Brandeis University

Equiv. Course Requirements:

Physics (19-20 hours) Gen Phys with lab (2 sem), Modern Physics (1 sem), Quantum (1 sem), Adv. Lab (1 sem), Thermodynamics (1 sem)

Biological Physics (2 hours): Seminar in Biological Physics (1 year)

Chemistry ( 8 hours) Gen Chem with lab (2 sem),

Mathematics (8 hours)  Calc I and II

Biology (8 hours)  General Biology with lab (2 sem)

Electives (6 - 18 hours) Between 2 and 5 elective courses depending on specialization

Total: (At Creighton this would be 51 - 64 credit hours)


The biological physics major is designed to provide the quantitative skills and the biology background for students interested in the study of the physics of biological systems on the molecular scale. This program provides a strong foundation in the physical sciences, which underpins much of the modern revolution in biology. It should be of particular interest to students wishing to pursue careers in fundamental or applied research in biophysics, quantitative biology and biotechnology.

How to Become a Biological Physics Major

Students should plan on entering the program as early as possible due to the substantial number of core science courses required to complete the major. The Biological Physics Seminar, BIPH 11a and BIPH 11b, provides an important introduction to biological physics at the most basic level, and should be taken in the first or second year.

To plan a course of study in detail, students should contact Professor Robert Meyer, Professor Jané Kondev or any of the biological physics committee members.

The foundation of the biological physics program is the set of required courses in the physical and life sciences. The core courses, divided by fields, are:

  • Physics: PHYS 11a, b, PHYS 19a, b, PHYS 20a, PHYS 31a, PHYS 39, PHYS 40
  • Biological Physics: BIPH 11a, b
  • Mathematics: Two courses at the level of MATH 10 or above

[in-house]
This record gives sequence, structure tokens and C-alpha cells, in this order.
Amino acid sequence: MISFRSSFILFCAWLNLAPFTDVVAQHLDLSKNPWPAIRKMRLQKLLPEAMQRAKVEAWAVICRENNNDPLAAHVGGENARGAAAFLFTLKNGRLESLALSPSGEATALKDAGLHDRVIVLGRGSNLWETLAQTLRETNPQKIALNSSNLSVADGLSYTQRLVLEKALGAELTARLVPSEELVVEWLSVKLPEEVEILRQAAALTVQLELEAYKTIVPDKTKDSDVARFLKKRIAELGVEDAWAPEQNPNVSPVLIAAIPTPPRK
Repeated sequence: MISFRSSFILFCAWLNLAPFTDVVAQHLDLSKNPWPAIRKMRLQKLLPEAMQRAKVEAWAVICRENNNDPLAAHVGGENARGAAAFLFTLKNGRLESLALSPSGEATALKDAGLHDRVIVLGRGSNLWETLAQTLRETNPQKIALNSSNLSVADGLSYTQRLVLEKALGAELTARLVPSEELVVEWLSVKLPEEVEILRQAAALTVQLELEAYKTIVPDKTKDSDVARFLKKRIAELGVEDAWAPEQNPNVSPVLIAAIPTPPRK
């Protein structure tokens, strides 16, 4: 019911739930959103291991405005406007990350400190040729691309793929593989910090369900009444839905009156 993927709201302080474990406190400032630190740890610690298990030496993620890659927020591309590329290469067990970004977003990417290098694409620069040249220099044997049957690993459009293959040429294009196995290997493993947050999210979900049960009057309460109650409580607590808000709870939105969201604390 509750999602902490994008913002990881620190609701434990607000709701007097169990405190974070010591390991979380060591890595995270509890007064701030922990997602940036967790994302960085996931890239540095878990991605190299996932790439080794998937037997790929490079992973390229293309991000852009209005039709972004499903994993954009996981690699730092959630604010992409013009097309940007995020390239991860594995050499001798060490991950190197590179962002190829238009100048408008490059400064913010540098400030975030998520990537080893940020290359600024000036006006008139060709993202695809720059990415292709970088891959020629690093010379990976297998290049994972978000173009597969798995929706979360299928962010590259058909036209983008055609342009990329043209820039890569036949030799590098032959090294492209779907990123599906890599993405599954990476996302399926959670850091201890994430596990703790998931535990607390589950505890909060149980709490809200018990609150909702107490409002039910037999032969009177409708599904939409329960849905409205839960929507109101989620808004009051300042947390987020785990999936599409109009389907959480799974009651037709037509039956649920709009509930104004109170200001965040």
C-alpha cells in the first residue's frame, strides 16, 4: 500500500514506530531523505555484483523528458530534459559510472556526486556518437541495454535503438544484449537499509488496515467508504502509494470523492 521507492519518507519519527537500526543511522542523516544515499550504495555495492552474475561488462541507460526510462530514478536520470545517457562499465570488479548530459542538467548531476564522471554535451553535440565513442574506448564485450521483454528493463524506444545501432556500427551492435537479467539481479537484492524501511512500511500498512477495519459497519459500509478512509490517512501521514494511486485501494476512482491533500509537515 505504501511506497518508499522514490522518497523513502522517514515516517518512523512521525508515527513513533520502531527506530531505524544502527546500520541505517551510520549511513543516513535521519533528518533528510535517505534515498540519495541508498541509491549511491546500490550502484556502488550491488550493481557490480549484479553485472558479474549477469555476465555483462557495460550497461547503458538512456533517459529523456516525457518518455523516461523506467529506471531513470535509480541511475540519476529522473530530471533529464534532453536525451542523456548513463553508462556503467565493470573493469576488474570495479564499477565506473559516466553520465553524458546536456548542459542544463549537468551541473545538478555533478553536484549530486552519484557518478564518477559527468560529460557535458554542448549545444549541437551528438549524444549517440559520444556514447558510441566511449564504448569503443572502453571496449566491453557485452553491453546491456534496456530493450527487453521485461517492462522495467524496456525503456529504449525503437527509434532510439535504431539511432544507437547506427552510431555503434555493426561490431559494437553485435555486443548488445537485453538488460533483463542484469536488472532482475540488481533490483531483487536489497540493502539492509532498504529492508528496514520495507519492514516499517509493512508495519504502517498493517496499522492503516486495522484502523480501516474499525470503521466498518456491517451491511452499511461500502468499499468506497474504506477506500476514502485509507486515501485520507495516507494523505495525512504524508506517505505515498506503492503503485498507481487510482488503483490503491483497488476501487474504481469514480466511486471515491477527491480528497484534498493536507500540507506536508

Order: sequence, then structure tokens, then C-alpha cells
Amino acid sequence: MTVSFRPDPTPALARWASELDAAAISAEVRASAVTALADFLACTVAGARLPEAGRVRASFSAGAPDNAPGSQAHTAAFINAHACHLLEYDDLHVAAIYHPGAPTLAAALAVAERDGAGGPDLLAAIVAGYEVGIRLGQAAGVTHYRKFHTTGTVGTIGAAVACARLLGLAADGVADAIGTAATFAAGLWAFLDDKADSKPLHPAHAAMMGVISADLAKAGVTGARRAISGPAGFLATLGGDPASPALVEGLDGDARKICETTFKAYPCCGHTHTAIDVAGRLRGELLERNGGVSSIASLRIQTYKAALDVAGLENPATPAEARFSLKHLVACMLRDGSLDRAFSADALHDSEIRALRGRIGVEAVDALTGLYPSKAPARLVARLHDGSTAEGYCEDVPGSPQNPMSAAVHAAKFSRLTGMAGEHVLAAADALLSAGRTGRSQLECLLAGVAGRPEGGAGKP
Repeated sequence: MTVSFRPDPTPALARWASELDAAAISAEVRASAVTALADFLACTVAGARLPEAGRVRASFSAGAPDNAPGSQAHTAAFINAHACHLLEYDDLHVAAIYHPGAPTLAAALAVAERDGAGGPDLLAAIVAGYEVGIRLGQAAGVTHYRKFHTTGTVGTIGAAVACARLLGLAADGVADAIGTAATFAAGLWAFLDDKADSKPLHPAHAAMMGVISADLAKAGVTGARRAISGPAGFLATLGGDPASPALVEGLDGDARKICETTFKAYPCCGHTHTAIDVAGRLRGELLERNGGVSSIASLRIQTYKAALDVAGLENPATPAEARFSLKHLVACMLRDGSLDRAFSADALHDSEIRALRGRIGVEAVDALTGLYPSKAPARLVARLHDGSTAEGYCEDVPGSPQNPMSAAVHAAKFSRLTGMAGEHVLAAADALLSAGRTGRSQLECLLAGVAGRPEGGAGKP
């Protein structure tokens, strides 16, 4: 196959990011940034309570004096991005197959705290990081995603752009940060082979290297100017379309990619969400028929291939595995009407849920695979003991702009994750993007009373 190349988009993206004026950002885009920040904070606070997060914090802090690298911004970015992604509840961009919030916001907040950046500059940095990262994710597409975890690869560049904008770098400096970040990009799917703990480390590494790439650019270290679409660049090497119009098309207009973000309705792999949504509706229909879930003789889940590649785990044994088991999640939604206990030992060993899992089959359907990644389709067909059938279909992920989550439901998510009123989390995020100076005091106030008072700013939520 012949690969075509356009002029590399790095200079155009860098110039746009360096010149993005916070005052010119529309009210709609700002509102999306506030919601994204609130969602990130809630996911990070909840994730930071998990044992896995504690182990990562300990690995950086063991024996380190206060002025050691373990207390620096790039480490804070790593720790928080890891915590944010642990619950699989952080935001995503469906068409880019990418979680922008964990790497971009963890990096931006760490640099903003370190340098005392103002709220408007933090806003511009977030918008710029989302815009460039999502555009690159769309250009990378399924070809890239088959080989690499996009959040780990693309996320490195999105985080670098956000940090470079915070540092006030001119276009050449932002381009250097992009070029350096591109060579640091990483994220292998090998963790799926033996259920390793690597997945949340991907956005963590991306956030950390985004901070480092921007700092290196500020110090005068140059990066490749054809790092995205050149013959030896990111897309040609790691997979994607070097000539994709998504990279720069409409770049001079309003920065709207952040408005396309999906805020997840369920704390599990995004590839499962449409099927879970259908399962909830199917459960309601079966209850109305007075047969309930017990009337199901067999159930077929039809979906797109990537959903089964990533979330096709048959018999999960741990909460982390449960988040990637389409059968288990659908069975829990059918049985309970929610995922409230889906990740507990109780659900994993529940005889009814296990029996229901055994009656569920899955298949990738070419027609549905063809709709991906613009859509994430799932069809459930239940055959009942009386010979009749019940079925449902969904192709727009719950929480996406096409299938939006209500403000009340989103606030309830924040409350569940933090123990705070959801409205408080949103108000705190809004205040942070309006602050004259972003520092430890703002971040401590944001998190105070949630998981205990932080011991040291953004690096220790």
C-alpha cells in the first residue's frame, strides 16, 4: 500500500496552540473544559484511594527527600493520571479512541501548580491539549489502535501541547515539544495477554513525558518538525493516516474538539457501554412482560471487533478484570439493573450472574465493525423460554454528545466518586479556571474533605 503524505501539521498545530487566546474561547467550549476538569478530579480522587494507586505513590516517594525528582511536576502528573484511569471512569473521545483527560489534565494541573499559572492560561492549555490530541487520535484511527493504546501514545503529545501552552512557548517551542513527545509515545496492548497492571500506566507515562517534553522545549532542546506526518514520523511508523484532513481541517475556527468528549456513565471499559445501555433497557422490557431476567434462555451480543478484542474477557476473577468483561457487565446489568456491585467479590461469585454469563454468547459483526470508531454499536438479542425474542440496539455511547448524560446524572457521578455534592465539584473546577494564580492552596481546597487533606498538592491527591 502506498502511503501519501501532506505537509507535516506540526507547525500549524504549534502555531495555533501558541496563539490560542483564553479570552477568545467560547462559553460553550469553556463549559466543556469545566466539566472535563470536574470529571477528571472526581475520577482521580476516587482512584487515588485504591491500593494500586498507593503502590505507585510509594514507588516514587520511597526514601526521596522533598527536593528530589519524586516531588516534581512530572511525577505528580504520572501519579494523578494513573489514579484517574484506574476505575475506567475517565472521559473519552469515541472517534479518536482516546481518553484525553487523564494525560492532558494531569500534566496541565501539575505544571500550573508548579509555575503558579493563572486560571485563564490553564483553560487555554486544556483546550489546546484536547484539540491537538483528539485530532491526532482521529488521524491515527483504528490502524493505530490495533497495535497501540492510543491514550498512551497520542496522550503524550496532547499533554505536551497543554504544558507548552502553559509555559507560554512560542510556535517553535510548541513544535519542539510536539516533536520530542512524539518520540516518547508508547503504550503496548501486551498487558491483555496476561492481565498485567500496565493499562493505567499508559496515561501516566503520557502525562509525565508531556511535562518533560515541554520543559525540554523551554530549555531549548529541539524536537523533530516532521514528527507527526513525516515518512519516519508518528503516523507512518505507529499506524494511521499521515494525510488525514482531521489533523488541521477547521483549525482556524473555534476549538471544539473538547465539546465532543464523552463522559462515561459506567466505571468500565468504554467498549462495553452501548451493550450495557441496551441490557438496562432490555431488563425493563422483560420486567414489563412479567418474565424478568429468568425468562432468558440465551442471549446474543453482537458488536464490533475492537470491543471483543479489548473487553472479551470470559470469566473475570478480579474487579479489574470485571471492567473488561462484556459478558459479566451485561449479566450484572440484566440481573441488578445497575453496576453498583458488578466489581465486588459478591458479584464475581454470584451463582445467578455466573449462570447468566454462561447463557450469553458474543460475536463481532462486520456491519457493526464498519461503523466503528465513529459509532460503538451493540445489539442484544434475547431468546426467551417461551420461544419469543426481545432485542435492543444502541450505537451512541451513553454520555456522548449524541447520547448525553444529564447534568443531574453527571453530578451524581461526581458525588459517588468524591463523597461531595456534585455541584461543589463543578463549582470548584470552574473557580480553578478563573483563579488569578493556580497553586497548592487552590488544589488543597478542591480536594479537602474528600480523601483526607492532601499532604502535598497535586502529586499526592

• Chemistry: CHEM 11a, b and CHEM 18a, b or equivalents
  • Biology: BIOL 22a, b and BIOL18a, b

Students with high enough Advanced Placement Examination scores may place out of some of the core courses. Students who place out of Physics 11b ("Electricity and Magnetism") will be required to take Physics 30a, the intermediate-level course in this subject. Likewise, students placing out of first-year calculus must take higher-level courses. Other courses, including Physics 11a and Chemistry 11a, need not be replaced by higher-level courses, although that is strongly encouraged.

Beyond the core curriculum, students are expected to explore areas of further inquiry by taking at least two elective courses.

Molecular Structure

The use of physical techniques, including X-ray diffraction, electron microscopy and nuclear magnetic resonance, to elucidate the structure of biomolecules.

Elective courses:

  • BIOL 102b
  • BCHM 171b
  • BIOL 104a
  • BIOL126b
  • BCHM 104b (required prerequisites for this course are not included in the core curriculum)

Single-molecule Biophysics

The study of biological processes on the single molecule scale, such as enzyme function, ion transport through membranes, protein folding and molecular motors.

Elective courses:

  • CHEM 146a
  • BIOL 25a
  • BCHM 101a (required prerequisites for this course are not included in the core curriculum)

Modeling of Biological Structure and Function

The development and analysis of mathematical models for elucidating biological structure and function.

Elective courses:

  • QBIO 110a
  • CHEM 144a
  • PHYS 105a
  • NPHY 115a
  • NBIO 136b

Systems and Networks

The study of topics including bioinformatics, neural networks and networks of genes and proteins.

Elective courses:

  • BCHM 170b
  • NBIO 140b


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